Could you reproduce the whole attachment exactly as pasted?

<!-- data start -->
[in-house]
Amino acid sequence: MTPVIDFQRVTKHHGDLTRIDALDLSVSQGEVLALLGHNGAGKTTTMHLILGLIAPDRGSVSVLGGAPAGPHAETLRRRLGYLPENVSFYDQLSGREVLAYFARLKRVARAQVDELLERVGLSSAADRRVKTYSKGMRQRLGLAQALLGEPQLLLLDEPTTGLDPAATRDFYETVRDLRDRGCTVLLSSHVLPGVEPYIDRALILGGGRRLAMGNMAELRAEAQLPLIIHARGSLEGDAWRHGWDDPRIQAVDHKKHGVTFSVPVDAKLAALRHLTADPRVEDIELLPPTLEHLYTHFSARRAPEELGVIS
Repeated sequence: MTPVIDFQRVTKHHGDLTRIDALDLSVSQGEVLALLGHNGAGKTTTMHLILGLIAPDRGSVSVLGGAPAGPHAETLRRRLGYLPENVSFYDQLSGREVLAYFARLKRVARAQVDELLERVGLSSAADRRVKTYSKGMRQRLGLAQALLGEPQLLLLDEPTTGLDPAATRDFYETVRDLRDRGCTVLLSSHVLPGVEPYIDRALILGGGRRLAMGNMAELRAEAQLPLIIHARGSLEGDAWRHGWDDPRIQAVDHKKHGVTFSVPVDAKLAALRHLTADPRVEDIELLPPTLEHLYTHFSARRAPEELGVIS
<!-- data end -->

[in-house]
Amino acid sequence: MTPVIDFQRVTKHHGDLTRIDALDLSVSQGEVLALLGHNGAGKTTTMHLILGLIAPDRGSVSVLGGAPAGPHAETLRRRLGYLPENVSFYDQLSGREVLAYFARLKRVARAQVDELLERVGLSSAADRRVKTYSKGMRQRLGLAQALLGEPQLLLLDEPTTGLDPAATRDFYETVRDLRDRGCTVLLSSHVLPGVEPYIDRALILGGGRRLAMGNMAELRAEAQLPLIIHARGSLEGDAWRHGWDDPRIQAVDHKKHGVTFSVPVDAKLAALRHLTADPRVEDIELLPPTLEHLYTHFSARRAPEELGVIS
Repeated sequence: MTPVIDFQRVTKHHGDLTRIDALDLSVSQGEVLALLGHNGAGKTTTMHLILGLIAPDRGSVSVLGGAPAGPHAETLRRRLGYLPENVSFYDQLSGREVLAYFARLKRVARAQVDELLERVGLSSAADRRVKTYSKGMRQRLGLAQALLGEPQLLLLDEPTTGLDPAATRDFYETVRDLRDRGCTVLLSSHVLPGVEPYIDRALILGGGRRLAMGNMAELRAEAQLPLIIHARGSLEGDAWRHGWDDPRIQAVDHKKHGVTFSVPVDAKLAALRHLTADPRVEDIELLPPTLEHLYTHFSARRAPEELGVIS